For wanko soba restaurants, I recommend Azumaya (東家), they have many stores around Morioka, and have an English menu to cater to foreign visitors. They also provide foreign diners with a mini guidebook in English, explaining the history of and how to eat wanko soba. The restaurant can also cater to Muslim visitors by preparing a Muslim friendly version of their wanko soba which contains no alcohol or meat. (Advanced reservations are required for Muslim-friendly wanko soba.)
Special katsudon set at Azumaya. (Image credit: JR East / Go Takahashi)
If you are not keen on downing dozens of bowls of soba, or are just accompanying your friends who are doing the challenge, don’t worry about going hungry. Other than wanko soba, the restaurant also serves local Iwate cuisine, donburi (丼ぶり rice dishes) and regular soba dishes.
Azumaya (Ekimae Branch) (東家駅前店)
Address: 8-11 Morioka-Ekimae-dori, Morioka-shi, Iwate 020-0034
Access: In front of JR Morioka Station
Azumaya Honten (Main Branch) (東家本店)
Address: 1-8-3 Nakanohashi-dori, Morioka-shi, Iwate 020-0871
Access: From JR Morioka Station, take a local bus Morioka Bus Center, then walk 3 minutes.
Trying out wanko soba. (Video credit: JR East)
Next up, my favorite of the three: reimen! This is something I can eat a couple of times a week.
A delicious bowl of reimen. (Image credit: JR East / Carissa Loh)
A Korean-inspired dish, reimen literally means "cold noodles". It is a delightful dish featuring cold, translucent noodles in a slightly spicy beef broth, and is often served with a slice of watermelon or pear. Other toppings include half a hard-boiled egg, sliced cucumbers, kimchi and a slice of meat. Some restaurants even let you choose the level of spiciness. However, keep in mind that Japanese "spicy" is not as spicy as Southeast Asia, so keep your expectations in check. ”. Outside of Morioka, it is known around Japan as “Morioka Reimen”.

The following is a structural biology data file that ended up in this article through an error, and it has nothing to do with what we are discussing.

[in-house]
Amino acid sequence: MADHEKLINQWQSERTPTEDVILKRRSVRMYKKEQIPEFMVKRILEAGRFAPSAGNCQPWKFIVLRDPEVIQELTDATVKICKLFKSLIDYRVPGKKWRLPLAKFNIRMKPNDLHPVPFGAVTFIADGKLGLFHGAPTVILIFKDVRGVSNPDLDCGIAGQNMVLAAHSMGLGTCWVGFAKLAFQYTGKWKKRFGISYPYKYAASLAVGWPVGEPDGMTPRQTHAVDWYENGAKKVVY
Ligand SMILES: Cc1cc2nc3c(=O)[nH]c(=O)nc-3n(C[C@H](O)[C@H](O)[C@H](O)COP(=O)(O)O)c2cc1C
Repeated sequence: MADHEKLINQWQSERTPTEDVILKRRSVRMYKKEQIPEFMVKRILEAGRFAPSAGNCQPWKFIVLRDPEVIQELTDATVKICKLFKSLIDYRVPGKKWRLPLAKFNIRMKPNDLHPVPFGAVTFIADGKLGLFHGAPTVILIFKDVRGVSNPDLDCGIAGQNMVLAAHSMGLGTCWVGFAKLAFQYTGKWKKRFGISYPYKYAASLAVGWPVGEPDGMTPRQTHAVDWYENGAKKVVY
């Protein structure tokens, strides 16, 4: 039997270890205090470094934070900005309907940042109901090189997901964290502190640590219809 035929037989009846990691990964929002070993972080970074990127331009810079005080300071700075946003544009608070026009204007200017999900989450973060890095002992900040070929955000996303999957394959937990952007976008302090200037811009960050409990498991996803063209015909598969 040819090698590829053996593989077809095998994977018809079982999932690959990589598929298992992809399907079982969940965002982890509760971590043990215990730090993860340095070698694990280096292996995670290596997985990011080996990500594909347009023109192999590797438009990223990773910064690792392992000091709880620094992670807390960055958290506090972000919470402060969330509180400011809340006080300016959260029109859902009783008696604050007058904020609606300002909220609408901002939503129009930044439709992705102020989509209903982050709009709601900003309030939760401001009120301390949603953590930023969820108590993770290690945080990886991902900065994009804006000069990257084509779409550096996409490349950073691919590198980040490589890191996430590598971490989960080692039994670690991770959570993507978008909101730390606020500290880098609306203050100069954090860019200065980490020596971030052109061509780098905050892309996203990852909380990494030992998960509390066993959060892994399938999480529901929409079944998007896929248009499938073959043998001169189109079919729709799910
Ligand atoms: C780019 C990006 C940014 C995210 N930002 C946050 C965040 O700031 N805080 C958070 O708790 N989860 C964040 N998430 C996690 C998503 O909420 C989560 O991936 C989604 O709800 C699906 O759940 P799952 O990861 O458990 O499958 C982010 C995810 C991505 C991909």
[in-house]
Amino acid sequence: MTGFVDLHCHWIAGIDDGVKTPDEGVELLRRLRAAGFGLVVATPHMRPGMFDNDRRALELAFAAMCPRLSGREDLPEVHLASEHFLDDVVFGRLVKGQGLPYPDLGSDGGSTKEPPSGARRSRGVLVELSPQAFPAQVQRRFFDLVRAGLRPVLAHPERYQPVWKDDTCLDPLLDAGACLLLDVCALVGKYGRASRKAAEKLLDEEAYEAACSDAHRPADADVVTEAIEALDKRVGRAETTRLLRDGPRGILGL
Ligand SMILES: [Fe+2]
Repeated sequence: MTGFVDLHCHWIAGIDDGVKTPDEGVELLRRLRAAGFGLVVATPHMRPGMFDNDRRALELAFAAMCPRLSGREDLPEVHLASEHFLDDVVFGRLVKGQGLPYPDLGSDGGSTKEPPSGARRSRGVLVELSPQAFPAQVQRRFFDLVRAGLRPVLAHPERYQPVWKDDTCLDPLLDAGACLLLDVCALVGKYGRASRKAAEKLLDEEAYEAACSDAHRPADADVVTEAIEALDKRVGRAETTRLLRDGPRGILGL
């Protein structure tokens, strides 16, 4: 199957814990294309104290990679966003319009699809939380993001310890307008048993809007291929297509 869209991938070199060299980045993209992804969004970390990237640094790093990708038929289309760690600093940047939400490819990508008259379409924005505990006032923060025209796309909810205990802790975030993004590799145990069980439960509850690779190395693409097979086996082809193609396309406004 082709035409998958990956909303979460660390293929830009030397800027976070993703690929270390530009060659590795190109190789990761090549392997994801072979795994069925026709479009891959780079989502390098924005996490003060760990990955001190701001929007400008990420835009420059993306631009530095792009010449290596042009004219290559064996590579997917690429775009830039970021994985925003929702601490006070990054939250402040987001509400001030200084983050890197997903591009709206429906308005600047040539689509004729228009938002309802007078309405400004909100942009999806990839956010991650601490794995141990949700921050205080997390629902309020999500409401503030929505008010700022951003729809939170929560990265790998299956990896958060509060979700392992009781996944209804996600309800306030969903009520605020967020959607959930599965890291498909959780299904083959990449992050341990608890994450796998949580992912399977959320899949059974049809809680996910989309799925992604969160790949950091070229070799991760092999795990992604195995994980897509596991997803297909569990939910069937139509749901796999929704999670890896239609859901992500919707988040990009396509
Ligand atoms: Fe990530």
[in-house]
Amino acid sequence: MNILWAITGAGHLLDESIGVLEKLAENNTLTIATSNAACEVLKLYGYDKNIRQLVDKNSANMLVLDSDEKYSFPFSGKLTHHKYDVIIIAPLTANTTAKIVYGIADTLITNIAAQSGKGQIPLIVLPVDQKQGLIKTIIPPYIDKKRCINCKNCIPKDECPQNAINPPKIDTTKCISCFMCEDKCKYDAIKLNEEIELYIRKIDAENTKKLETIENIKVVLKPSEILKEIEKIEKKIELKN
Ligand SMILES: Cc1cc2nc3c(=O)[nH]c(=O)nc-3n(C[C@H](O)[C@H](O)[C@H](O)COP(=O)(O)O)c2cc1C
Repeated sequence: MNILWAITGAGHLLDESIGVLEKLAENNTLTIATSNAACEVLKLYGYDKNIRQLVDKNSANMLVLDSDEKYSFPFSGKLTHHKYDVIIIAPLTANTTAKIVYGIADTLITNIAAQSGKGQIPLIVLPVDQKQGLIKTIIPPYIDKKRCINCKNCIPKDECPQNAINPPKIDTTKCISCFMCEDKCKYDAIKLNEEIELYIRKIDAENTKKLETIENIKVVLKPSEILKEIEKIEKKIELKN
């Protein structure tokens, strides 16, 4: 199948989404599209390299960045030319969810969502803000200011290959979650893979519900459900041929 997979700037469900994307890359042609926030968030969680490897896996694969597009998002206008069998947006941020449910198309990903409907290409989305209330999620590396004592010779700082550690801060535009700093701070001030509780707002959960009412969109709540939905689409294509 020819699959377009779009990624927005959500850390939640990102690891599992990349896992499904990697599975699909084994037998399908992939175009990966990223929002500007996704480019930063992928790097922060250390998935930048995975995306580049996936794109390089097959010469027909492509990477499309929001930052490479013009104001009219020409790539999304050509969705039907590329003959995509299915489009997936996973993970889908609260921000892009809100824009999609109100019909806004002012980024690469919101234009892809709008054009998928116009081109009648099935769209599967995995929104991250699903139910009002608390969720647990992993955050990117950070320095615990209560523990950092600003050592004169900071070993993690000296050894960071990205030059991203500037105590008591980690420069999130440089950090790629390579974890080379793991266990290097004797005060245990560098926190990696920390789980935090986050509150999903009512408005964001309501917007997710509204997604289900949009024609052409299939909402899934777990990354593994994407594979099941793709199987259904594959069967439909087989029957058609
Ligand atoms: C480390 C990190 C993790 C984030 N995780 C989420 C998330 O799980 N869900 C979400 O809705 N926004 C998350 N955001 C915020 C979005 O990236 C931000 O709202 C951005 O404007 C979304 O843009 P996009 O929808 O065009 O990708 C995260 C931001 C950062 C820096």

Reimen is best paired with BBQ. (Image credit: JR East / Carissa Loh)
Pair reimen with barbeque or grilled meat for a scrumptious dinner! Seirokaku (盛楼閣) is a well-known reimen and barbeque restaurant just across the street from JR Morioka Station. It can get pretty packed in the evenings and on weekends, so either make a reservation in advance or be prepared to wait.
Address: 2F GEN Plaza, 15-5 Morioka Ekimae-dori, Morioka, Iwate
Access: From JR Morioka Station, walk 2 minutes.
Business hours: 11:00–02:00
Taking its roots from the Chinese zhájiàngmiàn (炸酱面), which also inspired the Korean jjajangmyeon (짜장면), jajamen is Japan’s take on the black bean noodle dish, adapted to suit the locals’ palates.
Jajamen. (Image credit: JR East / Carissa Loh)
Jajamen contains minced meat and miso, and the thick white noodles are similar to udon. It is often garnished with sliced cucumbers, spring onions and a side of red ginger. If you are a fan of dry noodles as opposed to soupy noodles, you might prefer this over the other two. Once you are ready to eat it, mix the noodles, sauce and vegetables, add seasonings like garlic, chili oil and vinegar to your taste, then eat up.